The control version, with a single item, drove 3% of openers to the site.
The two-item version, Test A, under-performed all other iterations. This is interesting. If you compare it to the control, a theory is that increased choice (two items instead of just one) created a paralysis in openers which depressed performance.
Not only is the CTOR on Test A roughly two-thirds of the CTOR for the control, the click-through rate (CTR), which is calculated out of the quantity sent, is also only about 60% of what the control generated. Remember — the first item in each email is the same. So fewer people clicked on this link when a second item was introduced.
If we had stopped here, if we had just tested two items versus one item, the control would have won and we would have continued to feature just one item a month.
So it’s good that we tested four and six items. Because here we saw a dramatic lift.
The performance of the four and six item versions, Tests B and C respectively, was remarkably similar. Both showed a dramatic lift in the CTOR — 6% versus 3% for the control, a 100% lift.
Here the hypothesis holds — that providing more choices increased the chance that people would find something to engage them enough to click-through.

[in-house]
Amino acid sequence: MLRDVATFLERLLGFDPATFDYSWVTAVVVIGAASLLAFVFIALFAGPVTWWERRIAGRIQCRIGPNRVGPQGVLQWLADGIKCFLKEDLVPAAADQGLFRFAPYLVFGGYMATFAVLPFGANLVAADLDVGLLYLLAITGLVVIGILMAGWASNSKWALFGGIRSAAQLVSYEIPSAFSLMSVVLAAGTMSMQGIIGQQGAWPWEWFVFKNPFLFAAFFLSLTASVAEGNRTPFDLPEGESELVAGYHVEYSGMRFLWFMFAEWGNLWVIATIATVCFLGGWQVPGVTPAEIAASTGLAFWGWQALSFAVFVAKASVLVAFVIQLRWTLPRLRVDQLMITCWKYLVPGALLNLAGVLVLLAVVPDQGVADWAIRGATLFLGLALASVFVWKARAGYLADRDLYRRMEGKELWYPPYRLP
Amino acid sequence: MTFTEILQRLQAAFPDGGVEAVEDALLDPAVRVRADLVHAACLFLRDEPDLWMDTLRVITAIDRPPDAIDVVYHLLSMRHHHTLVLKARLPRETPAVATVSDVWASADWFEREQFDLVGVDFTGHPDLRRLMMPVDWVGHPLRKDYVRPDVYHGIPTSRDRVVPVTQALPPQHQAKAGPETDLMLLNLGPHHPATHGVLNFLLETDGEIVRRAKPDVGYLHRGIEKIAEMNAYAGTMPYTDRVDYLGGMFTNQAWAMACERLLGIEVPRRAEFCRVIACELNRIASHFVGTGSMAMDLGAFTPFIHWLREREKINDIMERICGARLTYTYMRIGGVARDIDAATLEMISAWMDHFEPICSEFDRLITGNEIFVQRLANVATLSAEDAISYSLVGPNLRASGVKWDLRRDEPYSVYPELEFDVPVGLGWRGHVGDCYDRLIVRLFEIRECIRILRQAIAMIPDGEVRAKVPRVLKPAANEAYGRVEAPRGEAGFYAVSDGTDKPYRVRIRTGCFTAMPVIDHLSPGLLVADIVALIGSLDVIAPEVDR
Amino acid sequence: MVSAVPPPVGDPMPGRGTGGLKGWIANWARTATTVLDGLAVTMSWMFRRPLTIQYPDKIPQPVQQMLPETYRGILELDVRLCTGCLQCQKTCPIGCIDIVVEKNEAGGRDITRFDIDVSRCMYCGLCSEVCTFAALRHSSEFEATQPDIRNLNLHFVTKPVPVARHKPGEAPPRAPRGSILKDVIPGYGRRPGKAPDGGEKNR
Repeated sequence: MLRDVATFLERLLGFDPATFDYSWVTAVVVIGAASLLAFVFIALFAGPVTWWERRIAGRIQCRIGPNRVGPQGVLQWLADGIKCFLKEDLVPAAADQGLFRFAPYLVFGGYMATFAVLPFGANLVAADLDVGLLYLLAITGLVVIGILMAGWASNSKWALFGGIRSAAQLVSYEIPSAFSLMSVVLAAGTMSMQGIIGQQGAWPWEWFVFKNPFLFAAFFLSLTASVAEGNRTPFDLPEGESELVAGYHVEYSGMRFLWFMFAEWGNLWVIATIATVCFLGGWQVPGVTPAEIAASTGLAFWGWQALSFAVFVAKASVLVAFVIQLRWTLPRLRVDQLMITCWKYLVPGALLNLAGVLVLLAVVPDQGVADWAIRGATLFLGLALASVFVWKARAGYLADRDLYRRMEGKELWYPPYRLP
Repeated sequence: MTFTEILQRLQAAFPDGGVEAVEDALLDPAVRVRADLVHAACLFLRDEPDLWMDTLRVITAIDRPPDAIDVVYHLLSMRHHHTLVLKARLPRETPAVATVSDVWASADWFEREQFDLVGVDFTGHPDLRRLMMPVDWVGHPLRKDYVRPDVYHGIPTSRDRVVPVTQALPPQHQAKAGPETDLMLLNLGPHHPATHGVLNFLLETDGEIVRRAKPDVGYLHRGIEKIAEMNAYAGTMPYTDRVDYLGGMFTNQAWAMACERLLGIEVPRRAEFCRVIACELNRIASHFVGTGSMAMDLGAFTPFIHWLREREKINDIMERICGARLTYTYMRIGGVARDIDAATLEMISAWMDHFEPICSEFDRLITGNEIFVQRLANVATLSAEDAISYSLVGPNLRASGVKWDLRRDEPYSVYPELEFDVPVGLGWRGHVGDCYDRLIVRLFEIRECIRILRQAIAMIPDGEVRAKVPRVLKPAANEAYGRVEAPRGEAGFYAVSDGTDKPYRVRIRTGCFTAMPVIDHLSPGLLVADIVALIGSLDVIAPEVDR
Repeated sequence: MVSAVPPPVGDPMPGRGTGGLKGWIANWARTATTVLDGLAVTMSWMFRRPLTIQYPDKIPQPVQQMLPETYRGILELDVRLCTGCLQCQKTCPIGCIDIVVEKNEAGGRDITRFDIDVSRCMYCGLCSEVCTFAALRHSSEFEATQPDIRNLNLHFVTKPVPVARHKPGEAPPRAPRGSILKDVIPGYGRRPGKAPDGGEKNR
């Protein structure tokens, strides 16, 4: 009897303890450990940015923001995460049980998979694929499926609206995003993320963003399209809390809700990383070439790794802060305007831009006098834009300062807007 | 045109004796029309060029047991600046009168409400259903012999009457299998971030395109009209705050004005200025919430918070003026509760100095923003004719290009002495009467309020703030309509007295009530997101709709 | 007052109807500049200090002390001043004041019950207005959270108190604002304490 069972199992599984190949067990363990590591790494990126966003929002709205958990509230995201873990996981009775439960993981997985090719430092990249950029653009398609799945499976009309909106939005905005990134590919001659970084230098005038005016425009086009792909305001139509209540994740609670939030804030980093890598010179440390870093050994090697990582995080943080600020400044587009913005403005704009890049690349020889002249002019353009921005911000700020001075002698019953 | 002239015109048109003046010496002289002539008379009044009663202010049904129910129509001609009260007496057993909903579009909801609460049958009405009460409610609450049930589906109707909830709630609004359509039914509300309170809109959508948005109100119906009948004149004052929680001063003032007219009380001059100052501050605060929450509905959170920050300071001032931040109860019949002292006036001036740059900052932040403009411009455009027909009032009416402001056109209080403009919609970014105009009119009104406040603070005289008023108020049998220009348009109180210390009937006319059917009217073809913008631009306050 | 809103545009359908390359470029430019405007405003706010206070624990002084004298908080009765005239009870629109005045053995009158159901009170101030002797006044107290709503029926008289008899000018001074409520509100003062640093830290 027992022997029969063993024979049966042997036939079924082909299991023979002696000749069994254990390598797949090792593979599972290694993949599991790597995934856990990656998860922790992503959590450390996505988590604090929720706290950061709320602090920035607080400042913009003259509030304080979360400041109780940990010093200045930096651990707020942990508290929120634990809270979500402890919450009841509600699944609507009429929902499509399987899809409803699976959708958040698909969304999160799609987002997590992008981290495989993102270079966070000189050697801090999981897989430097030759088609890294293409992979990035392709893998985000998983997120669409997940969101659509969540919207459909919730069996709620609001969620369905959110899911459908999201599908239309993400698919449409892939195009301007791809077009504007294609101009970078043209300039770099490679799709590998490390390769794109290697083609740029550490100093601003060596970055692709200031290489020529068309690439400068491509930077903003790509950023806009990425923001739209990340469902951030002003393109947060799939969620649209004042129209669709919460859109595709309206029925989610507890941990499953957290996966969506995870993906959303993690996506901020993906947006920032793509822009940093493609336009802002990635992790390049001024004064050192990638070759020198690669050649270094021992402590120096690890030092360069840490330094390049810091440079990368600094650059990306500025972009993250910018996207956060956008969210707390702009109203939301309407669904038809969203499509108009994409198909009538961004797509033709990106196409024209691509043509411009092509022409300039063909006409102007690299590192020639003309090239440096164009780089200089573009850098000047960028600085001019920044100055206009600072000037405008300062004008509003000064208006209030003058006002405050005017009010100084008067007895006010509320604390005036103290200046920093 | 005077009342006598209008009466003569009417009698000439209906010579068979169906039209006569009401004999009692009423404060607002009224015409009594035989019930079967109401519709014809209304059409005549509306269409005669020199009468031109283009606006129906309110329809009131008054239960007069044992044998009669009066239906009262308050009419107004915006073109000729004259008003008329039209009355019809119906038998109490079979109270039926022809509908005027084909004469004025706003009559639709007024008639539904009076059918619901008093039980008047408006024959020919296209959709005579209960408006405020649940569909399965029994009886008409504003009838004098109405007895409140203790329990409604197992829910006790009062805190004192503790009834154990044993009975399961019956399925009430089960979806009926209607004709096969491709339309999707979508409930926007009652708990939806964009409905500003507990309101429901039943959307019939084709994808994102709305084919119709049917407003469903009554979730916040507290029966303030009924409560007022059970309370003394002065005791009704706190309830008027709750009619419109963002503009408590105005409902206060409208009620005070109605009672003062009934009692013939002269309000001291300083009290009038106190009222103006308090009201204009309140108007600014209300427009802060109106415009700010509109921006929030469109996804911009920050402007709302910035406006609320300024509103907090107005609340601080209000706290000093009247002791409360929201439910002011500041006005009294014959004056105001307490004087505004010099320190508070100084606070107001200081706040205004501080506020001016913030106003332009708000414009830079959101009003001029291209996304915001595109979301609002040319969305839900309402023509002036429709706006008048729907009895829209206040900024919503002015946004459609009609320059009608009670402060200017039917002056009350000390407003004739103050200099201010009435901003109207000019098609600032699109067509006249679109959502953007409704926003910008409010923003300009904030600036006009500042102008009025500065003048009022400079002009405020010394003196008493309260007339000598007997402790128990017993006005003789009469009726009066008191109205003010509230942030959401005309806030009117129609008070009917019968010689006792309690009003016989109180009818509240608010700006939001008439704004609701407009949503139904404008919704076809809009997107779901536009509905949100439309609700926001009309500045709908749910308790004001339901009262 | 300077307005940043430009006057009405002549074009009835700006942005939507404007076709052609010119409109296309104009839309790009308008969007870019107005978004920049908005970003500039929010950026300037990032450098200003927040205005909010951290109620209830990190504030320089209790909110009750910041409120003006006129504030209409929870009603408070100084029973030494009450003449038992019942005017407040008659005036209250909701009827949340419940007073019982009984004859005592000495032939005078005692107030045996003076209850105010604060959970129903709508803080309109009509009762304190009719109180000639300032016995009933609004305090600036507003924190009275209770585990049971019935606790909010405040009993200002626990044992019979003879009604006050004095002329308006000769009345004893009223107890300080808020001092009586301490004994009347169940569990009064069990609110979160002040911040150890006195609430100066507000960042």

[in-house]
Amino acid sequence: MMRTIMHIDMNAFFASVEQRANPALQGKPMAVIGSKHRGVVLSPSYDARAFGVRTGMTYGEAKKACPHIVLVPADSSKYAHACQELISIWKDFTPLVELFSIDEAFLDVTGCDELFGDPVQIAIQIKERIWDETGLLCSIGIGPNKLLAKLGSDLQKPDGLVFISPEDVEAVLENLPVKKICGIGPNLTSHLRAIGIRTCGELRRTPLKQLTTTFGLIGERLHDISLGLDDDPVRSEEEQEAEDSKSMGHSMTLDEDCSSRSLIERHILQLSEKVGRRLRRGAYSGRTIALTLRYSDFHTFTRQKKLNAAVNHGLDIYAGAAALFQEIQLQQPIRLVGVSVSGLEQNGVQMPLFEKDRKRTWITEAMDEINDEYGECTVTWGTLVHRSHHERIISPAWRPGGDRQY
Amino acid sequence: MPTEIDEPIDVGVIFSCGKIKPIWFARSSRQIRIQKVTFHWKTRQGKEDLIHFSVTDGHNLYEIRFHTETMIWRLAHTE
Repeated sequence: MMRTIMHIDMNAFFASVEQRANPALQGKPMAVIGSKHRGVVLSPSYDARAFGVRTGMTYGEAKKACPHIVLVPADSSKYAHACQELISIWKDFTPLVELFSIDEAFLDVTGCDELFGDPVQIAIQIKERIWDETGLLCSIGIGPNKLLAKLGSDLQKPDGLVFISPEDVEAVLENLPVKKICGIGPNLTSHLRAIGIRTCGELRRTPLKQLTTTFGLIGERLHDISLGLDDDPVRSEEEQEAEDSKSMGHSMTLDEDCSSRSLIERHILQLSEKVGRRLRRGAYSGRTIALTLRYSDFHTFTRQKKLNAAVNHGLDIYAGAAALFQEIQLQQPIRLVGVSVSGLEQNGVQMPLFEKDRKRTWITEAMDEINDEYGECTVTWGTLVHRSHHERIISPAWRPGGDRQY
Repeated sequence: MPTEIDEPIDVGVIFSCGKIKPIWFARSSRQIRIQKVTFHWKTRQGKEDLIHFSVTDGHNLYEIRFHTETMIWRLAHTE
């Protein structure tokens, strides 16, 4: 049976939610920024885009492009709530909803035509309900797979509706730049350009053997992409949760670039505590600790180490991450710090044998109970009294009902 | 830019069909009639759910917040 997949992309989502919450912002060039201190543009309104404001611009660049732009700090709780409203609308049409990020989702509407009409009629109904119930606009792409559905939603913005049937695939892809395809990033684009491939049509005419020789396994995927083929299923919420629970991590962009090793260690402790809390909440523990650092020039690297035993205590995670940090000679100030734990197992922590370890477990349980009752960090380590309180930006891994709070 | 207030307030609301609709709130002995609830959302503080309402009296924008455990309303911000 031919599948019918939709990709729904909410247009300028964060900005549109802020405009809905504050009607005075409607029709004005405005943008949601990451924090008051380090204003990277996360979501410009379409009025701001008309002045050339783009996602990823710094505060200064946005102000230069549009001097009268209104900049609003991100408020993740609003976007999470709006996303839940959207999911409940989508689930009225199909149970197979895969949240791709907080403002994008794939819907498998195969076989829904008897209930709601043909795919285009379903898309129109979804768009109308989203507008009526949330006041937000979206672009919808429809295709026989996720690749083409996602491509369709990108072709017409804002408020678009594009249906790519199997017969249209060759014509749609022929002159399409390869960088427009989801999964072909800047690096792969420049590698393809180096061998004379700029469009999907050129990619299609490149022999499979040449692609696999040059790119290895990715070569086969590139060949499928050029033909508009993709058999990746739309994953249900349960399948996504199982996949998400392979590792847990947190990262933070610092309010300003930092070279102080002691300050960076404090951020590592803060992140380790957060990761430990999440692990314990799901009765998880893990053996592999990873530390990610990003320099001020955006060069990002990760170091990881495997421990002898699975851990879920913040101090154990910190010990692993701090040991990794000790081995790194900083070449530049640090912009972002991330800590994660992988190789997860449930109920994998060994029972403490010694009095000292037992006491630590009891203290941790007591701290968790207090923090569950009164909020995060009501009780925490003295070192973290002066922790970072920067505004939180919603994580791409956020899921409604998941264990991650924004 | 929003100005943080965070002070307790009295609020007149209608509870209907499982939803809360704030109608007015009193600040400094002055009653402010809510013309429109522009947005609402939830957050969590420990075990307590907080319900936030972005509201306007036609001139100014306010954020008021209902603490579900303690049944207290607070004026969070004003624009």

So what’s our new control? The four item version. It performed the same as the six item version but it will take less time to create, so that’s the winner of this test.
Will we test an eight item version? No, probably not. The plateau we saw going from four to six items suggests that adding even more items won’t boost response. It might, however, be worth testing three items to see if that matches or beats performance of the new four item control.
Now, our work here isn’t done. There are still more learnings and there’s still a puzzle to be solved.
Let’s start with the puzzle. The subject line, preheader text and preview pane view of all the emails were exactly the same. the only difference between the four versions is how many items were featured. So why do we see dramatically different open rates?
Did you catch it? The control and version A have open rates around 20%, while Tests B and C garnered open rates of just under 13%. That’s a big difference.